Best Supporting Actor
Across his 50-year career, Alan Arkin has taken plenty of jobs to pay the bills, but of late ("America's Sweetheart," "Firewall," "The Change-Up"), he's managed to do it in tiny roles with a minimum of fuss. But probably the nadir came in the mid 1990s, long before his recent run of acclaim, in "The Jerky Boys," the big-screen adventure of the once-popular prank callers that nobody in the world asked for. The movie stars Johnny and Kamal, the titular Jerky Boys, as thinly-veiled versions of themselves, two childhood friends from Queens who've amused themselves since they were small by making prank phone calls. But one day they end up ringing Tony Scarboni (Vincent Pastore, soon to be Big Pussy in "The Sopranos"), the right-hand-man of mob boss Ernie Lazarro (Arkin). The film's about as amusing as you'd imagine a feature-length film based around two guys making prank phone calls would be, especially given that Johnny and Kamal are not particularly impressive actors. And while Arkin brings a certain gravitas to his Mafia don, he's visibly sleepwalking through the role. One suspects if Arkin's producer character in "Argo" had gotten this script, it'd have gone straight in the bin. For what it's worth, the film also includes an out-of-nowhere cameo from Tom Jones, singing Lenny Kravitz's "Are You Gonna Go My Way" for no particular reason.
The two-time Oscar winner is generally deemed to be back on form with "Silver Linings Playbook," which has given Robert De Niro his first Oscar nomination in 20 years. Picking the worst film of his career in the last two decades since his last nod (for "Cape Fear") is a tricky feat; from "Frankenstein" and "The Fan" to "The Adventures of Rocky & Bullwinkle," "15 Minutes," "Showtime," "Analyze That," Godsend," "Stardust" and "Little Fockers," the actor could have filled up this feature on his own. But for us, it's "Hide And Seek" that takes the prize. The 2005 film, directed by Australian actor-director John Polson ("Swimfan"), sees De Niro play David, a psychologist, who moves to a small town with his daughter Emily (Dakota Fanning) after his wife (Amy Irving) commits suicide. But Emily is clearly disturbed, something that seems to derive from her imaginary friend, Charlie. If, for any reason, you have any desire to see this film (and we recommend that you don't), look away now: Charlie turns out to be David's murderous split personality, who killed his wife, and is ready to kill again. It's about as ridiculous as it sounds, but without the self-awareness of something like the far superior "Orphan," and it features a performance by De Niro that's somewhere between disengaged (as David) and just plain terrible (as Charlie). Hopefully 'Silver Linings' will mark the end of this kind of film in his career.
Now that he's an established Oscar-winner, it's so rare that Philip Seymour Hoffman takes a studio gig that it feels like something of an event when he does, as with "Mission: Impossible III" or the upcoming "The Hunger Games: Catching Fire." But it wasn't always so. Before he broke out in the late 1990s, the actor was cropping up in questionable fare like "Twister" and "Red Dragon." Probably the worst such example came in 1998, just as Hoffman was cementing his status with "Happiness" and "The Big Lebowski," in the form of the deeply awful Robin Williams vehicle "Patch Adams." The actor plays Mitch, the snobbish roommate of Williams' title character, who takes against his wacky methods, but is eventually won over by him. Hoffman's clearly been cast to replicate the same sort of thing he did years earlier in "Scent of a Woman," and his performance is somewhat shrill, although we suppose that compared to the atrocities going on elsewhere in the film, his scenes serve as something of a relief. Especially when he does what you're longing to do inside, and shouts at Robin Williams.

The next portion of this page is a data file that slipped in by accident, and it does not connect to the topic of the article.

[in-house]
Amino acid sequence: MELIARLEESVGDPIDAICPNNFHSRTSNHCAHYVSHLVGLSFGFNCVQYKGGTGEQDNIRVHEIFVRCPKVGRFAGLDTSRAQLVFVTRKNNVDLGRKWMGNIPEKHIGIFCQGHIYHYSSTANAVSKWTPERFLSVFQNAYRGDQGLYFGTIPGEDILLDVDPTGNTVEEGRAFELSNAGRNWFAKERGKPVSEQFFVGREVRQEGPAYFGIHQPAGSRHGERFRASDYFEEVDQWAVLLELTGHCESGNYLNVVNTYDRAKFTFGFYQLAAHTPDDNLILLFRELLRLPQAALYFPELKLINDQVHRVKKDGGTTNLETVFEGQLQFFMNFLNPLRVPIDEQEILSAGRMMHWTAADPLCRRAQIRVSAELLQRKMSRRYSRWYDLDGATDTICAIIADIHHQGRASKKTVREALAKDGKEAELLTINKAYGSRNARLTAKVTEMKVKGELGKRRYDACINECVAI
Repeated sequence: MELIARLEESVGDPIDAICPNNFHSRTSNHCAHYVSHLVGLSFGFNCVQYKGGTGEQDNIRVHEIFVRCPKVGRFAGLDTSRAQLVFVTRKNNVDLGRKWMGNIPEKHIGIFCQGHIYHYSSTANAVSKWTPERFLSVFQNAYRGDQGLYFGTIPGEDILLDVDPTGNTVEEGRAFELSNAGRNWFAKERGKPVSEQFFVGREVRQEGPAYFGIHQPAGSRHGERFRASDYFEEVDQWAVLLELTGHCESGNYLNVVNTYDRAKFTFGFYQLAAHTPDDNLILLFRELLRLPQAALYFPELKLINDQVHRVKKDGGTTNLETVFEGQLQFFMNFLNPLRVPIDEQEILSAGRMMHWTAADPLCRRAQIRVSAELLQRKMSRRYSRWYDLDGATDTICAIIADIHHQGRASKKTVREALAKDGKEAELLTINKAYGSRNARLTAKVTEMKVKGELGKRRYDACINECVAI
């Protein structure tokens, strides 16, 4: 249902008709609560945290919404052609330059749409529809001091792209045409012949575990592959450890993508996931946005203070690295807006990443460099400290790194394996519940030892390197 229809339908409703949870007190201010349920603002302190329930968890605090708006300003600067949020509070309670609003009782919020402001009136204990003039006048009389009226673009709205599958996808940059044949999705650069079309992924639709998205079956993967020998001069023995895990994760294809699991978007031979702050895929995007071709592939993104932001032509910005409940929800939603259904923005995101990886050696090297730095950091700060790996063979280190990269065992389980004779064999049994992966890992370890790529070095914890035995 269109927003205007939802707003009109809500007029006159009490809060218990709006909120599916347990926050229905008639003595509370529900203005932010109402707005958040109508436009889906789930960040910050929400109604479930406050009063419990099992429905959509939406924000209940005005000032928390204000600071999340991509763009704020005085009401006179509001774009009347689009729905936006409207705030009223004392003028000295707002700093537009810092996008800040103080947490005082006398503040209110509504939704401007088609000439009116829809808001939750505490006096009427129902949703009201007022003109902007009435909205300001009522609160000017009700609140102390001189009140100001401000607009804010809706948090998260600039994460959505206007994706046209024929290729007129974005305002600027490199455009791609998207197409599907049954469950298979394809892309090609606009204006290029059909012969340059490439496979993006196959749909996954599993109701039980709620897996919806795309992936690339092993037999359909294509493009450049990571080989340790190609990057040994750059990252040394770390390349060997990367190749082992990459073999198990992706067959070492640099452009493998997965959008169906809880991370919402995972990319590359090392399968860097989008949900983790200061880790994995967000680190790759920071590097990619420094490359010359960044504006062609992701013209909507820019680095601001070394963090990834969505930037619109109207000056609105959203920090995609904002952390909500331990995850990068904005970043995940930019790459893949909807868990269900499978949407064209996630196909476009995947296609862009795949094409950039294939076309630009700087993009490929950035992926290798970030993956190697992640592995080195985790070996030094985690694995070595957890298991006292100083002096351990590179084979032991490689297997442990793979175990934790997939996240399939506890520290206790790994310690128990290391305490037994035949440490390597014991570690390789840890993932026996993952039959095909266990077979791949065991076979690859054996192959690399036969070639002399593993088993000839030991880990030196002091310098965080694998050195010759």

Everyone's favorite craggy-faced Texan has hardly proven adverse to a paycheck gig over the years ("Batman Forever," "Captain America: The First Avenger," the endless variations of his character from "The Fugitive"), but has tended to manage to retain some dignity while he pays for his summer home. Not so with "Man of the House," a lousy, already-forgotten comedy where Tommy Lee Jones plays a Texas Ranger who goes undercover in a sorority house, disguised as a cheerleading coach, in order to protect a group of girls who've witnessed a murder. One can't deny that there's a certain degree of inherent comedy in placing Tommy Lee's deadpan mug amongst a group of cheerleaders, but director Stephen Herek doesn't have the faith to just let that play out, adding in a backflipping Cedric The Entertainer, half-a-dozen subplots and a rotten script. The result is that, rather than being amused, you simply pity the star.
After winning his "Inglourious Basterds" Oscar, Christoph Waltz wasted no time in cashing in, replacing Nicolas Cage as the villain in Michel Gondry and Seth Rogen's "The Green Hornet." But that film doesn't quite qualify in our eyes. It's undeniably terrible, but Waltz's bad-guy-with-a-mid-life-crisis is by some distance the best thing in the film. Much more egregious was a film that came later that year, Paul W.S. Anderson's "The Three Musketeers." The Austrian actor is one of about a dozen villains in the "Resident Evil" director's ludicrously overstuffed and overcomplex actioner. Playing Cardinal Richelieu (played in previous films by Charlton Heston, Tim Curry and Stephen Rea, among others), Waltz spends the film plotting on the sidelines and essentially setting things up for a sequel that will never happen, as Mads Mikkelsen's Rochefort takes on most of the villainy duties. By not really giving Waltz anything to do, any reason to be feared -- and crucially, not giving him any decent material to play -- it's a criminal waste of the actor, and as such, much more objectionable than "The Green Hornet."